Classic Computer Magazine Archive COMPUTE! ISSUE 80 / JANUARY 1987 / PAGE 10

readers feedbackReaders' Feedback

The Editors and Readers of COMPUTE!

Dateline Zimbabwe
In the November 1986 installment of "Readers' Feedback" you asked for the experiences of readers who have used their computers overseas. I have lived in Harare, Zimbabwe since May 1985. When we came to this country, I brought from the States a Commodore 64, 1541 disk drive, 1702 monitor, and Star SG-10 printer. Because the power supply in Zimbabwe is 220 volts/50 Hertz, I invested about $50 in a good transformer. I can report that I have had no problems in using my system here in Africa. In fact, I'm glad that I have an American system. I don't know about Poland [see M. H. Trenker's letter in the November issue], but most of the world doesn't seem to share the mania for wall outlets that we have in the United States. It isn't unusual for a room to have only one outlet which accepts only one plug. Finding an adapter that would accept the four plugs required by my system would have been no small problem. Fortunately, I brought over a strip surge processor that solved two problems at one stroke.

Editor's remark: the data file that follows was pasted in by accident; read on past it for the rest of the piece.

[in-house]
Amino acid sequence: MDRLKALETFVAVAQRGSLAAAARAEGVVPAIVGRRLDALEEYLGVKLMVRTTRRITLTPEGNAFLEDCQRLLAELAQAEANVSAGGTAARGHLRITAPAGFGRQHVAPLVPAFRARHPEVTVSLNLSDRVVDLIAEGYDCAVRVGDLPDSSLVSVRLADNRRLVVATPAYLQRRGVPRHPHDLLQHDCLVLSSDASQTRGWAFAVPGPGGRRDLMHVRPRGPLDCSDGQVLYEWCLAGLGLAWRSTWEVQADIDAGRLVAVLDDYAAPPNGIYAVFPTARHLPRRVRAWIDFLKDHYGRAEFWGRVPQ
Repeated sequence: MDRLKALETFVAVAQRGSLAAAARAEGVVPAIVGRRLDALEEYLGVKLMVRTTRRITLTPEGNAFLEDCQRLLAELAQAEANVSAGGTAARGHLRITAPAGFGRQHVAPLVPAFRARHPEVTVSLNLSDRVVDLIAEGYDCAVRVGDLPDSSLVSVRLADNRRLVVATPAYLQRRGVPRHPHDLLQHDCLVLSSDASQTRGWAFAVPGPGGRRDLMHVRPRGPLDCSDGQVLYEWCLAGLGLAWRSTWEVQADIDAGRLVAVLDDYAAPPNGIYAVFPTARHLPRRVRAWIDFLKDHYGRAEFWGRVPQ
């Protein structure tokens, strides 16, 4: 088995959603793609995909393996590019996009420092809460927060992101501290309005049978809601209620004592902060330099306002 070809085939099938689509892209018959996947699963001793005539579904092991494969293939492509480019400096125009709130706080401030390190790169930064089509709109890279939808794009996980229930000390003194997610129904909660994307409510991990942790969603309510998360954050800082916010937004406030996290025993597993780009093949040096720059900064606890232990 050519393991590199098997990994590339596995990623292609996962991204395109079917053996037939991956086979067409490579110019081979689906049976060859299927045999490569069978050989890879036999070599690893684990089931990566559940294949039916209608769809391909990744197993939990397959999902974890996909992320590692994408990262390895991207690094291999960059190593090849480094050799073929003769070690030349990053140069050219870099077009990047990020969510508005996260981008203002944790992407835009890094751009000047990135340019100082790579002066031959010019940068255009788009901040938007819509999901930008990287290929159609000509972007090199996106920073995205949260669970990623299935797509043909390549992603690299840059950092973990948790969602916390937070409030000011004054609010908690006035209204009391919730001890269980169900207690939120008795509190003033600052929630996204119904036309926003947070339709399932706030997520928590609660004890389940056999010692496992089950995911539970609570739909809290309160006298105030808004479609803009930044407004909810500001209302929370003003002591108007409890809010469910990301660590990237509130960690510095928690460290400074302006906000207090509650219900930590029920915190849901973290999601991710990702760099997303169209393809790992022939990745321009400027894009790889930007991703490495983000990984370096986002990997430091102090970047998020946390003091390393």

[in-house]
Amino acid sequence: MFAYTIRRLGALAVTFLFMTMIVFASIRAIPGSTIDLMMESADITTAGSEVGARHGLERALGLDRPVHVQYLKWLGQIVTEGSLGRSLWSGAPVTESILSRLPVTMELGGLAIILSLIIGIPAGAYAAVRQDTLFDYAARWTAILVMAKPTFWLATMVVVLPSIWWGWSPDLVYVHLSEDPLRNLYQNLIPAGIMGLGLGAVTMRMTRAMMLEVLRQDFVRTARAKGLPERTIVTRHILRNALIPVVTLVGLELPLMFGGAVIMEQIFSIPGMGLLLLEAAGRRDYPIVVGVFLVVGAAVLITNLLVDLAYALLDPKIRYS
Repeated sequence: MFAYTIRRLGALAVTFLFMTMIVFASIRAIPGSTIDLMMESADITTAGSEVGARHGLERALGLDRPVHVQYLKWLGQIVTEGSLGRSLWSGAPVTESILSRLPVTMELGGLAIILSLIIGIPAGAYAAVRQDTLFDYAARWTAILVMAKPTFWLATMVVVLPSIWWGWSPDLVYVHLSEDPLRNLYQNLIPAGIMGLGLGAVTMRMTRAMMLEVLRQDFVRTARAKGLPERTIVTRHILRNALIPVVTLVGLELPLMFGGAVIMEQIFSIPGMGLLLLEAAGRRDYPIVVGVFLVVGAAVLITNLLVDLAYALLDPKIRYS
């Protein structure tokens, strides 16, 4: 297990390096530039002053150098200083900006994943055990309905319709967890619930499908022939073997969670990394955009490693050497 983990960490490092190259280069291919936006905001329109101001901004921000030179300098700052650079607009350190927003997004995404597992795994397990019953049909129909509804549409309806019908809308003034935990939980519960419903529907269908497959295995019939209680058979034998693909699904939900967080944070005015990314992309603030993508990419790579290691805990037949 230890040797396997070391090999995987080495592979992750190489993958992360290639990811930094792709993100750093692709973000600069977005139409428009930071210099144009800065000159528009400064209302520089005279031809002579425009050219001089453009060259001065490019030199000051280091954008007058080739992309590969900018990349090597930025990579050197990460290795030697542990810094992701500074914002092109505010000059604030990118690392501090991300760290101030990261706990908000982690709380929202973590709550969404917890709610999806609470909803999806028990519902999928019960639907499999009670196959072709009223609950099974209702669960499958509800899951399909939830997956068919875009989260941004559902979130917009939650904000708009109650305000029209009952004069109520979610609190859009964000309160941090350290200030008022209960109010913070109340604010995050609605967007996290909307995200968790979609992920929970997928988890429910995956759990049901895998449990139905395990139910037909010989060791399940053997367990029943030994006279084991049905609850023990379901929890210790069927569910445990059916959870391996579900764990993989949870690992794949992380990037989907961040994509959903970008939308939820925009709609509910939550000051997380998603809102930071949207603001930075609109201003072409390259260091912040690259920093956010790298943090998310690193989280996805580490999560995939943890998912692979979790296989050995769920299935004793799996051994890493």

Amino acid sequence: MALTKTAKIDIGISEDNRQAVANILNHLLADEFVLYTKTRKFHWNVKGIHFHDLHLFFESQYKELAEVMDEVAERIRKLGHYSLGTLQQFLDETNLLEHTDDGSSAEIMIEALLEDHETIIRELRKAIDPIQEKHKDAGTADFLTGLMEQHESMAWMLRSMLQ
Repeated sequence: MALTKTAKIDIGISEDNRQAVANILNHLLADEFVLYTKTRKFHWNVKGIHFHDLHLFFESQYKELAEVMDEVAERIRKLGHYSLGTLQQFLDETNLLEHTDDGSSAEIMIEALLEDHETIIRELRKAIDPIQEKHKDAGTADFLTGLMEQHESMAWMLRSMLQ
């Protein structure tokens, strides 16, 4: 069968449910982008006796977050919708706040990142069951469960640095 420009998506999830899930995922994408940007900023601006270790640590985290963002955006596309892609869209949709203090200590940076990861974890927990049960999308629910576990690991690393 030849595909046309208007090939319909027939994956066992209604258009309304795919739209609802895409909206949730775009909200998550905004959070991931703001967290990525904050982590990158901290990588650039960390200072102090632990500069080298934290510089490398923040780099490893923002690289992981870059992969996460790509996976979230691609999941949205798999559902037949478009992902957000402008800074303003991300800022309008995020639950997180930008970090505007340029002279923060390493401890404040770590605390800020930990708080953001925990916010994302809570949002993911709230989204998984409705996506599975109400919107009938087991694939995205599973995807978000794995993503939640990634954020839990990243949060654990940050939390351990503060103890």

I have been told that any software I might purchase overseas would not run properly if I bring it back to the United States. Since I didn't have problems running U.S. software in Africa, it doesn't seem there should be a problem going the other way. Do you have any information about this?
Ronnie Meek

We've never seen any software produced in Africa, but we have successfully run many programs that were written overseas, including commercial software and submissions from COMPUTE! readers around the world. Many German programs are available for the Atari ST, in particular, since that computer was introduced in Europe several months before it appeared in the United States.